University professors and lecturers teach courses to undergraduate and graduate students at universities. Professors may also carry out research. This group includes department heads.
Watch the video below to see what a day in the life of a university professor is like.
Estimated median employment income based on 2021 Job Bank median hourly wage rate (median annual salary = hourly wage rate x 40 (hours per week) x 52.14 (weeks per year))
Note:Estimated median employment income based on 2021 Job Bank median hourly wage rate (median annual salary = hourly wage rate x 40 (hours per week) x 52.14 (weeks per year))
Source: 2021 Job Bank Wage Report
Source: B.C. Labour Market Outlook
10 year expected job openings: 2,560
N/A - Data not available
In general, university professors and lecturers:
University professors and lecturers usually teach in classrooms on campus. Depending on the course, they may teach outdoors, off campus or online. They make good use of technology to support classroom instruction and to communicate with their students and peers.
University professors and lecturers may teach courses outside of regular daytime hours. In addition to teaching time, they must make themselves available to students during regular office hours. They have considerable flexibility in terms of scheduling their time for course preparation, grading and research.
Workload depends on the number of classes they teach, their administrative duties and their research work. In general, most professors work more than 40 hours a week, including evenings and weekends. Lecturers usually have by-the-course contracts and often work less than 40-hour weeks.
Every five to seven years, full-time professors are eligible for a sabbatical. This frees them from their regular duties for up to one year, allowing them to work on projects related to their field of expertise.
Source: 2016 Census
A doctoral degree (PhD) is required to become a university professor. Other requirements may include:
For more information about programs offered specifically for this career, visit EducationPlannerBC.
Every job calls for a certain set of skills. Knowing those skills is the first step in finding a good career fit.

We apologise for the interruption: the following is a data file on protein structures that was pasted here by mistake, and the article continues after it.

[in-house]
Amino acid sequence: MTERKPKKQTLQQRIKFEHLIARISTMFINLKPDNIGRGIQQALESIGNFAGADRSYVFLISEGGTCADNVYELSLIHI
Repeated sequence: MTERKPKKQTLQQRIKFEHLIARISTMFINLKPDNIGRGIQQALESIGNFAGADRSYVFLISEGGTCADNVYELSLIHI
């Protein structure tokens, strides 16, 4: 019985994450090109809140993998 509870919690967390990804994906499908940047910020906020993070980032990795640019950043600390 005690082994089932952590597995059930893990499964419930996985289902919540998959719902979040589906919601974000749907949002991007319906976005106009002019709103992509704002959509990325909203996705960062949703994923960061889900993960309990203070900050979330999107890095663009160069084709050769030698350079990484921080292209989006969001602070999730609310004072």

Here, you will find the 35 most relevant workplace skills. Some are more important to achieving success in a certain career than others. These skills may come naturally to you or you may need to gain them through education, training and experience.
See the list of work-related skills below, ranked in order of importance for this career. You’ll also find the skill strength needed, letting you know how capable you must be in that skill.
Check out the list and see if this career matches your skills—take that first step!
Greater workloads, research responsibilities and educational requirements mean that university professors earn higher average salaries than lecturers.
There is a large pool of potential applicants since candidates come from all over the world. In addition, the elimination of mandatory retirement rules has meant that fewer jobs are becoming available. There is also a trend toward more fixed-term and part-time positions rather than traditional tenure appointments.
Nevertheless, there is a continuing shortage of university professors in engineering. For those in nursing and medicine who wish to both practise their profession and teach, part-time positions are also generally available.
The demand for professors is highest in the Lower Mainland and Victoria. Kelowna and Kamloops may also offer new employment opportunities.
Entry into a career as a university professor typically requires a significant record of research and publication. A graduate usually gains this experience by working as a research fellow/associate or by doing independent research, often while working as a part-time, untenured instructor at a college or university.
Applicants in certain fields, such as the humanities, can gain the needed teaching experience by working as sessional instructors.
University professors can progress from assistant professor to associate professor and eventually to full professor. Full-time professors typically receive tenure after a probationary period of five to seven years as an assistant professor. Associate and full professors may advance to senior administrative positions such as chair, dean, vice-president or president.